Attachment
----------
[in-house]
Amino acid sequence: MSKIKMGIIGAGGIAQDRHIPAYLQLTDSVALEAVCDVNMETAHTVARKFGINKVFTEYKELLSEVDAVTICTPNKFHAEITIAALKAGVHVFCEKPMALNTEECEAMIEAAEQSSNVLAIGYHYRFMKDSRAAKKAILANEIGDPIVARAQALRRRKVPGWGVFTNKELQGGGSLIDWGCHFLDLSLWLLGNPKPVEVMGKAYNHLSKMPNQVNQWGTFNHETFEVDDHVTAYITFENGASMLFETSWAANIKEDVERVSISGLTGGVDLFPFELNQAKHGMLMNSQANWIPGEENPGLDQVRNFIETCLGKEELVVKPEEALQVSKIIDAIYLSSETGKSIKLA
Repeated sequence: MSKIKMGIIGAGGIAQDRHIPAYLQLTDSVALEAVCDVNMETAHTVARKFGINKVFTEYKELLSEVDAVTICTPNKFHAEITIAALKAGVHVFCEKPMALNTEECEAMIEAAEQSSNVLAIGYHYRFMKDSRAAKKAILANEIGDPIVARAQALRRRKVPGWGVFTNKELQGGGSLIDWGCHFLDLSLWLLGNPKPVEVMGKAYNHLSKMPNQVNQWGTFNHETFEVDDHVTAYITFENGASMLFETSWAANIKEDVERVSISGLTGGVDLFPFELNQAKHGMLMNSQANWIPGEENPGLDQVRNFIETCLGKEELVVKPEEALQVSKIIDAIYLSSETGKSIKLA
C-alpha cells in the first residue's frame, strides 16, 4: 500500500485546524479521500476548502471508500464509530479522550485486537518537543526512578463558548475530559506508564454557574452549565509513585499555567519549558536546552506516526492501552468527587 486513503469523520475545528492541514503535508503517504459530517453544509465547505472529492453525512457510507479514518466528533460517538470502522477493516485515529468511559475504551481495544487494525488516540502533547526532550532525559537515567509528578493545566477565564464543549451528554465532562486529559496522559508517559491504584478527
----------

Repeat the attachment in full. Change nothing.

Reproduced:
[in-house]
Amino acid sequence: MSKIKMGIIGAGGIAQDRHIPAYLQLTDSVALEAVCDVNMETAHTVARKFGINKVFTEYKELLSEVDAVTICTPNKFHAEITIAALKAGVHVFCEKPMALNTEECEAMIEAAEQSSNVLAIGYHYRFMKDSRAAKKAILANEIGDPIVARAQALRRRKVPGWGVFTNKELQGGGSLIDWGCHFLDLSLWLLGNPKPVEVMGKAYNHLSKMPNQVNQWGTFNHETFEVDDHVTAYITFENGASMLFETSWAANIKEDVERVSISGLTGGVDLFPFELNQAKHGMLMNSQANWIPGEENPGLDQVRNFIETCLGKEELVVKPEEALQVSKIIDAIYLSSETGKSIKLA
Repeated sequence: MSKIKMGIIGAGGIAQDRHIPAYLQLTDSVALEAVCDVNMETAHTVARKFGINKVFTEYKELLSEVDAVTICTPNKFHAEITIAALKAGVHVFCEKPMALNTEECEAMIEAAEQSSNVLAIGYHYRFMKDSRAAKKAILANEIGDPIVARAQALRRRKVPGWGVFTNKELQGGGSLIDWGCHFLDLSLWLLGNPKPVEVMGKAYNHLSKMPNQVNQWGTFNHETFEVDDHVTAYITFENGASMLFETSWAANIKEDVERVSISGLTGGVDLFPFELNQAKHGMLMNSQANWIPGEENPGLDQVRNFIETCLGKEELVVKPEEALQVSKIIDAIYLSSETGKSIKLA
C-alpha cells in the first residue's frame, strides 16, 4: 500500500485546524479521500476548502471508500464509530479522550485486537518537543526512578463558548475530559506508564454557574452549565509513585499555567519549558536546552506516526492501552468527587 486513503469523520475545528492541514503535508503517504459530517453544509465547505472529492453525512457510507479514518466528533460517538470502522477493516485515529468511559475504551481495544487494525488516540502533547526532550532525559537515567509528578493545566477565564464543549451528554465532562486529559496522559508517559491504584478527